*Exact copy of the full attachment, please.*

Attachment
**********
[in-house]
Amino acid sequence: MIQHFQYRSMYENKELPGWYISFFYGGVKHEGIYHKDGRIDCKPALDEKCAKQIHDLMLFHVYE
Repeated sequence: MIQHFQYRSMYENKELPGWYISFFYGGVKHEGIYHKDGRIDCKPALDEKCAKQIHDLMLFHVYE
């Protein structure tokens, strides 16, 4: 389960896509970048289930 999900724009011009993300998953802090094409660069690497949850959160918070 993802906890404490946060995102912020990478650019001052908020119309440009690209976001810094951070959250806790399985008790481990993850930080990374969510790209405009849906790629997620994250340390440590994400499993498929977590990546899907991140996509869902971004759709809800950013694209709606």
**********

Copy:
[in-house]
Amino acid sequence: MIQHFQYRSMYENKELPGWYISFFYGGVKHEGIYHKDGRIDCKPALDEKCAKQIHDLMLFHVYE
Repeated sequence: MIQHFQYRSMYENKELPGWYISFFYGGVKHEGIYHKDGRIDCKPALDEKCAKQIHDLMLFHVYE
């Protein structure tokens, strides 16, 4: 389960896509970048289930 999900724009011009993300998953802090094409660069690497949850959160918070 993802906890404490946060995102912020990478650019001052908020119309440009690209976001810094951070959250806790399985008790481990993850930080990374969510790209405009849906790629997620994250340390440590994400499993498929977590990546899907991140996509869902971004759709809800950013694209709606």